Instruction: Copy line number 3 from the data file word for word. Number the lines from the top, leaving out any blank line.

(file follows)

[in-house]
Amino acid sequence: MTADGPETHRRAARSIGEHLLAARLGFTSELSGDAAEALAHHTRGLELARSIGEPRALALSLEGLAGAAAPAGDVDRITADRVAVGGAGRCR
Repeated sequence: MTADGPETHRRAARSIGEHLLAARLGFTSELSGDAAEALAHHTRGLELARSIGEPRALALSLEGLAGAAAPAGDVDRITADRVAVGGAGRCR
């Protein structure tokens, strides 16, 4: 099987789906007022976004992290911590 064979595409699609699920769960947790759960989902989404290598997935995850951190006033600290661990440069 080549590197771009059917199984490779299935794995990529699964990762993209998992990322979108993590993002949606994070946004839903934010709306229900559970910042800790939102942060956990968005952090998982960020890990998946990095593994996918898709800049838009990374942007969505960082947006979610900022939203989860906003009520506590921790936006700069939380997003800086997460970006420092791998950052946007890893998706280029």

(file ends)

Repeated sequence: MTADGPETHRRAARSIGEHLLAARLGFTSELSGDAAEALAHHTRGLELARSIGEPRALALSLEGLAGAAAPAGDVDRITADRVAVGGAGRCR